3 tales of corruption
Three tales of corruption under three successive Philippine presidents—Rodrigo Duterte, Benigno Aquino III, and Gloria Macapagal Arroyo—were reported by the media and came under public scrutiny in the span of a mere six days early this month.
The corruption tale under the Duterte presidency involves two Bureau of Immigration commissioners, Al Argosino and Michael Robles, who are Mr. Duterte’s fraternity brothers and his campaign lawyers during the May election.
Argosino and Robles received on Nov. 27 a huge bribe of P50 million to facilitate the release of 1,300 Chinese nationals found to be working illegally at an online casino in Pampanga operated by one Jack Lam. Shortly thereafter, 592 of the 1,300 Chinese workers were ordered released.
On Dec. 10, Inquirer columnist Ramon Tulfo exposed the existence of CCTV and audio recordings showing Argosino and Robles receiving the money in a Pasay city casino.
On Dec. 13, after the Tulfo exposé and 16 days after they received the bribe, the two immigration officials came out and claimed that they accepted the P50 million as part of their corruption investigation in the Bureau of Immigration, and that they retained the money “as evidence of corruption” and as the “only living evidence” of the illegal activities of Jack Lam. They then turned over P30 million of the money to the Department of Justice, and explained that they had given the balance to two of their coconspirators.
The gall of these two officials to proclaim themselves anticorruption heroes by concocting an unbelievably convoluted story is astounding. They have been dismissed, but will they be charged criminally? All eyes are on President Duterte to make good on his promise that he “will not forgive anyone, not even [his] friends,” involved in corruption.
The corruption tale under the Aquino presidency involves the P3.8-billion Motor Vehicle License Plate Standardization Program that was disallowed by the Commission on Audit and stopped by a Supreme Court temporary restraining order. Last Dec. 6, the DOJ filed multiple criminal charges of estafa, falsification, perjury, and violation of the procurement law against former transportation secretary Joseph Emilio Abaya, among others.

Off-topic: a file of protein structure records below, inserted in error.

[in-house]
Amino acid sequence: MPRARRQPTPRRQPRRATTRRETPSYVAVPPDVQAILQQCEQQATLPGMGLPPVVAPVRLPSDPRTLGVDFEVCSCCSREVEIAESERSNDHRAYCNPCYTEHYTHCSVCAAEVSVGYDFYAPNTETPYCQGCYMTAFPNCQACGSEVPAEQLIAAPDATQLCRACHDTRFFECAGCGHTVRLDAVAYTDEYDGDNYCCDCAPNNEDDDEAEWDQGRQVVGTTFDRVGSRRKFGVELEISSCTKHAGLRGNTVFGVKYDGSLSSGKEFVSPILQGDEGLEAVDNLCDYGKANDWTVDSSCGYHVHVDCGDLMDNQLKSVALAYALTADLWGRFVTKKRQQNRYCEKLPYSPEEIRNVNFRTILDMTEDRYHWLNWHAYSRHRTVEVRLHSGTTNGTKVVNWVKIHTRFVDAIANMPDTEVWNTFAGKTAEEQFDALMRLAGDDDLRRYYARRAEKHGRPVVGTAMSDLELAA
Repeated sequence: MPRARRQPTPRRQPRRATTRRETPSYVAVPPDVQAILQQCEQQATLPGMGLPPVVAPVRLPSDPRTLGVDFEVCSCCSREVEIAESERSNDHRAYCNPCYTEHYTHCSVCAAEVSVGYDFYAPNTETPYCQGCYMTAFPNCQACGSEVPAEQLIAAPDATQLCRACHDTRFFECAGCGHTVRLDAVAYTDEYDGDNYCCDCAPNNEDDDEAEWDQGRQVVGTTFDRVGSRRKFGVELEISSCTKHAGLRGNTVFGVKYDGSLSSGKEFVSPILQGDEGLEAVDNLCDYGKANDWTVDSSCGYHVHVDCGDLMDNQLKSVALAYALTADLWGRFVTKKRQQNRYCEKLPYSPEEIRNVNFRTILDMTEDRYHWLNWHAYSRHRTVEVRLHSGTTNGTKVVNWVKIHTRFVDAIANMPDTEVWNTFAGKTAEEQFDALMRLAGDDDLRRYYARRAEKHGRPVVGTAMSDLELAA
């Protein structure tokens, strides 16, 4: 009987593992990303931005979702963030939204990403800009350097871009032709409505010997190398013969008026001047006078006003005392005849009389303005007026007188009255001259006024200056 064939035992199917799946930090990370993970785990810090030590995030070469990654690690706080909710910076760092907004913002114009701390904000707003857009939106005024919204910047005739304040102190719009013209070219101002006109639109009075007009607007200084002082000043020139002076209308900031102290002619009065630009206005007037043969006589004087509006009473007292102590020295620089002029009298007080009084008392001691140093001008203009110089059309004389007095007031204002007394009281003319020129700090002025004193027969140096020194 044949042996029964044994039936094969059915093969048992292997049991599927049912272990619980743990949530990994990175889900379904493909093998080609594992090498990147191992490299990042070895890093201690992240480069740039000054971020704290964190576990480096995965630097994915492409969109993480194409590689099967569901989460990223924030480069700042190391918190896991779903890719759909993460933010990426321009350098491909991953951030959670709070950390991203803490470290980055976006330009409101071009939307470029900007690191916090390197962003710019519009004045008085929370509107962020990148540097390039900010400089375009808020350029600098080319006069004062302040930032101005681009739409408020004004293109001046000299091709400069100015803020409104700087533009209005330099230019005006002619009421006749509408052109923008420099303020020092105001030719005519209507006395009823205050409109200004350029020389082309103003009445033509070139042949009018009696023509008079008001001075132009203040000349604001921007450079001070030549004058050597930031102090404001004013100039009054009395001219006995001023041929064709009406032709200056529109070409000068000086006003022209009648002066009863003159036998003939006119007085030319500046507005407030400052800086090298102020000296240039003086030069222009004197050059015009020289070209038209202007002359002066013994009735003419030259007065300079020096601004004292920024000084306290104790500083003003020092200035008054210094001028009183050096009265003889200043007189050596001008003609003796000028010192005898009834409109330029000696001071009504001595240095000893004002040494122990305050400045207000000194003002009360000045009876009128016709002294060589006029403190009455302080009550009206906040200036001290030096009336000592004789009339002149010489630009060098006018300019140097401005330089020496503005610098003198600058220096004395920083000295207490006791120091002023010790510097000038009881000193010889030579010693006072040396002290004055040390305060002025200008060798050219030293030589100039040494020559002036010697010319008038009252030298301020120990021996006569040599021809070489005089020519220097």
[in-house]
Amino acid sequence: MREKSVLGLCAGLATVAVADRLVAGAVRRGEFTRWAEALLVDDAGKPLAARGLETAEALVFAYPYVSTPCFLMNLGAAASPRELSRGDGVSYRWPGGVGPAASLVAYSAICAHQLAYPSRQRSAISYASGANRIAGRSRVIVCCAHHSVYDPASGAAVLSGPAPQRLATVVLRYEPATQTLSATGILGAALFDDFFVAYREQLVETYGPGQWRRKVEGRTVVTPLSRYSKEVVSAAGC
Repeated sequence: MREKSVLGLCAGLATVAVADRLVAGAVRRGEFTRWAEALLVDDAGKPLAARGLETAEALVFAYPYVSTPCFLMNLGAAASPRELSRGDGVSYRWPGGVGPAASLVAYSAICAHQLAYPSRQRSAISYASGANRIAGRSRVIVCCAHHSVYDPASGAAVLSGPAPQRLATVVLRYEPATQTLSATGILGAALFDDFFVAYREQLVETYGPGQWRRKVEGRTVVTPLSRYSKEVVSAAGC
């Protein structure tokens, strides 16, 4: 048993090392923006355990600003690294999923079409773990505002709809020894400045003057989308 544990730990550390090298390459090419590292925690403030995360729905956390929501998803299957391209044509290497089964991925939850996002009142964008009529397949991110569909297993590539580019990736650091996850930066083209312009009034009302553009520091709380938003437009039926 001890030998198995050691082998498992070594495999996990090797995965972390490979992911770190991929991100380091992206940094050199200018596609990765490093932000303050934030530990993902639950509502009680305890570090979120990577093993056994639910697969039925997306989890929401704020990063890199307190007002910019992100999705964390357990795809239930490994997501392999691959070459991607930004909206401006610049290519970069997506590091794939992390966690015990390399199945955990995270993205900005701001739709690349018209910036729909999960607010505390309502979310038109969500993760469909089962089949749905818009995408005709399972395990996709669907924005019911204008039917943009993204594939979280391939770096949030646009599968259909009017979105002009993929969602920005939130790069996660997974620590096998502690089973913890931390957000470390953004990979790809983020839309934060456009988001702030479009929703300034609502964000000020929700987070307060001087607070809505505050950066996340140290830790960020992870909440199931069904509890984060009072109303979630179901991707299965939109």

Also charged was lawyer Ron Salo, the corporate secretary of the company that won the contract despite its submission of alleged falsified documents. Salo is now an incumbent congressman representing the Kabayan partylist. He has a history of employment under the Abaya family whose members have taken turns representing the first congressional district of Cavite continuously from 1995 to the present.
Investigators should look into the suspicious coincidence of Salo being a corporate officer of a company awarded a multibillion-peso contract by then Transportation Secretary Abaya. They should determine whether this is evidence of what has been whispered about as a long-established practice of past and present Cabinet members appointing their representatives in major companies that are regulated or awarded major contracts by their departments.
The corruption tale under the Arroyo presidency is the diversion in 2004 of P728 million in fertilizer funds to the election campaign of then presidential candidate Arroyo. Jocelyn “Jocjoc” Bolante, who was then agriculture undersecretary, was tagged as the mastermind of the fund diversion.
Bolante and then Agriculture Secretary Luis Lorenzo were acquitted by the Sandiganbayan on Dec. 12. The acquittal shocked many people because of clear evidence showing that some congressional districts on the list of recipients of farm inputs and implements do not even have farmlands. In fact, the Senate came out with the finding that the mismanagement of the P728-million fertilizer fund amounted to “premeditated, systematic and agricultural theft.”
President Duterte has repeatedly declared that he would fight corruption and addiction to drugs with equal zeal. He must demonstrate that he is not all sound and bluster in fighting addiction to money.
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